Aug 10, 2012

prison science

According to this article in Nature News, University of Utah researcher Nalini Nadkarni has been devising and carrying out conservation projects that put prisoners to work. At one women's prison, inmates have released 800 endangered butterflies and are rearing 3600 caterpillars for next year's release. They also conducted egg-laying experiments and determined what science had not yet learned: the native host plant of the endangered Taylor's checkerspot, which turned out to be a threatened plant, the golden paintbrush.
At an Oregon prison, inmates are rearing tadpoles of the endangered Oregon spotted frog, and their experimentation with rearing conditions have resulted in a protocol that yields bigger, healthier frogs than professionals in zoos and laboratories had been able to manage. Similarly, inmates in a prison greenhouse discovered that smoke-infused water provides nutrients that increase germination rates in several declining prairie plants. Prairie ecosystems are often fire-dependent.
Rates of recidivism and violence have dropped while knowledge and conservation have advanced. There is an immense supply of such projects that could involve not just prisoners, but homeless or unemployed individuals, giving them new skills and a new sense of purpose. Behind the tiresome barrage of negativity and obstructionism poisoning the airwaves there are solutions large and small to many challenges. Conservation organizations should take note.

Aug 6, 2012

connecting the rails

Several recent sightings in Costa Rica have firmed up the likelihood that clapper rails are residents in mangrove swamps along the Pacific coast. First documented in 1998, the birds are now being seen often enough to make residency likely, as opposed to clapper rails being transients or stray birds. The country's ornithological union has just added the rail to its list of residents.

It is always good to add new territory for birds that have lost as much habitat as rails, prime victims of our centuries-old tendency to drain or fill wetlands. The clapper rail's preference for saltwater has shielded it from development compared to smaller cousins like Virginia rail and yellow rail, who use what is left of eastern, interior marshes as breeding grounds. Still, the clapper rail is not immune. Gulf coast mangroves and Atlantic coast salt marshes have all shrunk as we have encroached. The San Francisco Bay population of clapper rail is considered endangered because so little of its habitat remains.

Clapper rails are found throughout the Americas, and there are multiple described subspecies that vary in size and coloration. With so little known about them, it is unclear which subspecies the Costa Rican rails might be.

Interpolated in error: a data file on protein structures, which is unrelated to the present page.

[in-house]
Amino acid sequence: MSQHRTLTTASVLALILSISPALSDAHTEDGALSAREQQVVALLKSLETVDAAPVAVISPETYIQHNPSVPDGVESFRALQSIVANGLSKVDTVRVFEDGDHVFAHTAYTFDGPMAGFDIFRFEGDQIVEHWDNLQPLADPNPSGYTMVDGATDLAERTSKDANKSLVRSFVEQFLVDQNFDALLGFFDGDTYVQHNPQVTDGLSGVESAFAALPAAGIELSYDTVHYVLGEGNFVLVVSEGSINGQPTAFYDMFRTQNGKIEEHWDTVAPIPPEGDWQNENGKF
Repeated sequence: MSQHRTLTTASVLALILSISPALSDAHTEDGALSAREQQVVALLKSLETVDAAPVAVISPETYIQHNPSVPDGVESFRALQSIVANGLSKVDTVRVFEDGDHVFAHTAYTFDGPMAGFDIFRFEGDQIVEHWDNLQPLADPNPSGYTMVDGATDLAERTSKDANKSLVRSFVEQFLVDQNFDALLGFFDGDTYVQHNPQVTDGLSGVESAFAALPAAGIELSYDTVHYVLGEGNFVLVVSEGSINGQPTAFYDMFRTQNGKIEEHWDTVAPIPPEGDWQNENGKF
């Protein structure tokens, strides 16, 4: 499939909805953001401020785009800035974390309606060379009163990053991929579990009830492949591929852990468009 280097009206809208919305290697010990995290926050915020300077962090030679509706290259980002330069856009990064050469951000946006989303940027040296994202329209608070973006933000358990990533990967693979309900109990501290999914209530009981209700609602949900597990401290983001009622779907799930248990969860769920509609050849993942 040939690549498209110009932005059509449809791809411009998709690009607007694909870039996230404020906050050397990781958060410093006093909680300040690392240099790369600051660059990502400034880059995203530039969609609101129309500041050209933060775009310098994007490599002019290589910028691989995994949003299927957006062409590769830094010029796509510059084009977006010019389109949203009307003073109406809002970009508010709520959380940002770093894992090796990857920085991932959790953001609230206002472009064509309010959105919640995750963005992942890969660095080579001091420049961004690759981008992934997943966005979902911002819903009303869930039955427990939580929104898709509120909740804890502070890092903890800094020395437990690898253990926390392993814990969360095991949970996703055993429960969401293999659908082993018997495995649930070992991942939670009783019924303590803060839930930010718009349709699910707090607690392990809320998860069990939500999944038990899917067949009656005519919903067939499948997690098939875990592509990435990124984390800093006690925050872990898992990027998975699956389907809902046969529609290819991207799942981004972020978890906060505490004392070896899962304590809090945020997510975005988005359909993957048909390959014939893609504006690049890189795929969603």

When you get right down to it, we do not know enough about rails to say for sure whether what we call Rallus longirostris is one species or two or more. We are not sure how much they wander for food or mates or how likely they are to fly inland to cross from one coast to another.

Costa Rican birds could be part of a Baja population or part of an Ecuadoran population, or Gulf coast birds that crossed the Central American isthmus to establish a population on the Pacific coast. Connecting Costa Rica with the Baja population is tempting, but Costa Rican birds have little red in their breast feathers. Baja birds have the reddest breasts of any clapper rail variant.

Costa Rica is an intriguing new dot in an empty area of the clapper rail range map.

Mar 12, 2012

on coal

To understand the coal industry, you must understand a bit of history. Part of that history goes back millions of years to the time when the Mississippi River Basin was an inland sea bordered by vast swamps. Those swamp beds compacted and petrified into layers of coal, some thick, some thin. As the North American plate lifted above sea level, much of this coal eroded away.
In Tennessee, coal seams tend to be thin, often too thin to be practically nor economically worth extracting. Only 22 of Tennessee's 95 counties have coal deposits, and only six counties have active mines. Most coal production in the state happens in Claiborne and Campbell counties. Coal played an important role in the history of Chattanooga and Sequatchie Valley, fueling iron production, but no active mines remain in that region. Seams were just a couple feet thick, so miners had to dig in a prone position. Work was slow and dangerous, and mines were abandoned as soon as it was feasible to bring in coal by rail.
Presently, Tennessee accounts for just one percent of Central Appalachian coal production, and virtually all Tennessee coal is consumed out of state. Our coal is high in sulfur, giving it an emissions profile that electricity generators shy away from, so it remains a specialty fuel used primarily in making steel or in other industrial processes requiring high temperatures. Tennessee imports 30 million tons of coal per year and produces 2 million tons.
In 2008, coal mining employed 558 workers, with demand and production on a steep decline. Surface mining accounts for 66 percent of production and 54 percent of jobs. Mountaintop removal mining offers the fewest jobs of any extraction method, relying more on explosives and heavy machinery than laborers. Since 1985, four out of five Tennessee coal-industry jobs have gone away due to the low quality and inaccessibility of remaining coal deposits.
Short of slavery, few industries have a more profound history of worker exploitation than coal. In West Virginia and Kentucky, there is an inverse relationship between the amount of coal in a county and the rate of poverty. Mining jobs carry high risks of fatality, injury and respiratory illness, and salaries simply do not match the health and social costs. Furthermore, mines often contaminate streams and land, making farming more difficult. The net result is tremendous wealth for mine owners, with little opportunity for workers to claim a fair share.
The industry created and sustained this wealth gap through political influence. The laws in big coal-mining states make it easy for mine operators to walk away from tragedy and pollution by using shell companies, and where the law itself has not been rigged, coal titans have simply paid off judges. The conglomerates that sit above the maze of shell companies and contractors are insulated from the risks and long-term costs of coal extraction.